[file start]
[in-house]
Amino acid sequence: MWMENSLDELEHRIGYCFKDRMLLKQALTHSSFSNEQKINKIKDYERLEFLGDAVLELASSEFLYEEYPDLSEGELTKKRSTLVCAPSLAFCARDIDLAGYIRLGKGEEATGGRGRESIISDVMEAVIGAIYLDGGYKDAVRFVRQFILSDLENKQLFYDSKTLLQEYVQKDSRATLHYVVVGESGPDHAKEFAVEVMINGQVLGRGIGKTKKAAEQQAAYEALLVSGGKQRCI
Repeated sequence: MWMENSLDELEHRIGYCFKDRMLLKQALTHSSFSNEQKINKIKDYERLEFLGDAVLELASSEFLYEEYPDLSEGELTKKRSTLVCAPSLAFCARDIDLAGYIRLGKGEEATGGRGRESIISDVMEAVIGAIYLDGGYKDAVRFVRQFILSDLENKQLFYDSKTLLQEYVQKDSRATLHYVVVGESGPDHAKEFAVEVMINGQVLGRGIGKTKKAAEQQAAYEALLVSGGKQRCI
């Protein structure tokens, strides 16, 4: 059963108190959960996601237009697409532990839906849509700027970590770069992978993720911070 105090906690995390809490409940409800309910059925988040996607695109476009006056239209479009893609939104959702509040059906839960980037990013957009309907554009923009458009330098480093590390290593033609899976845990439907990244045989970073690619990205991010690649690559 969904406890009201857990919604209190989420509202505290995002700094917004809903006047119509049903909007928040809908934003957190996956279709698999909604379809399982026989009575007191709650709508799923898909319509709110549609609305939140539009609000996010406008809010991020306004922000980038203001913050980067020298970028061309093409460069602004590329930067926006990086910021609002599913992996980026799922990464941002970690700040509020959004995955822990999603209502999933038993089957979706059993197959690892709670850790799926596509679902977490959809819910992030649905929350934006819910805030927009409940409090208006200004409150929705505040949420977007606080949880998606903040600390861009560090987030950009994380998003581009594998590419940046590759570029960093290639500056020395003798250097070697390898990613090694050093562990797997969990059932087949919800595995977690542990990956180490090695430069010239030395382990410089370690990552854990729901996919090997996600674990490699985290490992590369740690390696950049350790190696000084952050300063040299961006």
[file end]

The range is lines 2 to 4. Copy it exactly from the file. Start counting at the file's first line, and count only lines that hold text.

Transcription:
Amino acid sequence: MWMENSLDELEHRIGYCFKDRMLLKQALTHSSFSNEQKINKIKDYERLEFLGDAVLELASSEFLYEEYPDLSEGELTKKRSTLVCAPSLAFCARDIDLAGYIRLGKGEEATGGRGRESIISDVMEAVIGAIYLDGGYKDAVRFVRQFILSDLENKQLFYDSKTLLQEYVQKDSRATLHYVVVGESGPDHAKEFAVEVMINGQVLGRGIGKTKKAAEQQAAYEALLVSGGKQRCI
Repeated sequence: MWMENSLDELEHRIGYCFKDRMLLKQALTHSSFSNEQKINKIKDYERLEFLGDAVLELASSEFLYEEYPDLSEGELTKKRSTLVCAPSLAFCARDIDLAGYIRLGKGEEATGGRGRESIISDVMEAVIGAIYLDGGYKDAVRFVRQFILSDLENKQLFYDSKTLLQEYVQKDSRATLHYVVVGESGPDHAKEFAVEVMINGQVLGRGIGKTKKAAEQQAAYEALLVSGGKQRCI
């Protein structure tokens, strides 16, 4: 059963108190959960996601237009697409532990839906849509700027970590770069992978993720911070 105090906690995390809490409940409800309910059925988040996607695109476009006056239209479009893609939104959702509040059906839960980037990013957009309907554009923009458009330098480093590390290593033609899976845990439907990244045989970073690619990205991010690649690559 969904406890009201857990919604209190989420509202505290995002700094917004809903006047119509049903909007928040809908934003957190996956279709698999909604379809399982026989009575007191709650709508799923898909319509709110549609609305939140539009609000996010406008809010991020306004922000980038203001913050980067020298970028061309093409460069602004590329930067926006990086910021609002599913992996980026799922990464941002970690700040509020959004995955822990999603209502999933038993089957979706059993197959690892709670850790799926596509679902977490959809819910992030649905929350934006819910805030927009409940409090208006200004409150929705505040949420977007606080949880998606903040600390861009560090987030950009994380998003581009594998590419940046590759570029960093290639500056020395003798250097070697390898990613090694050093562990797997969990059932087949919800595995977690542990990956180490090695430069010239030395382990410089370690990552854990729901996919090997996600674990490699985290490992590369740690390696950049350790190696000084952050300063040299961006």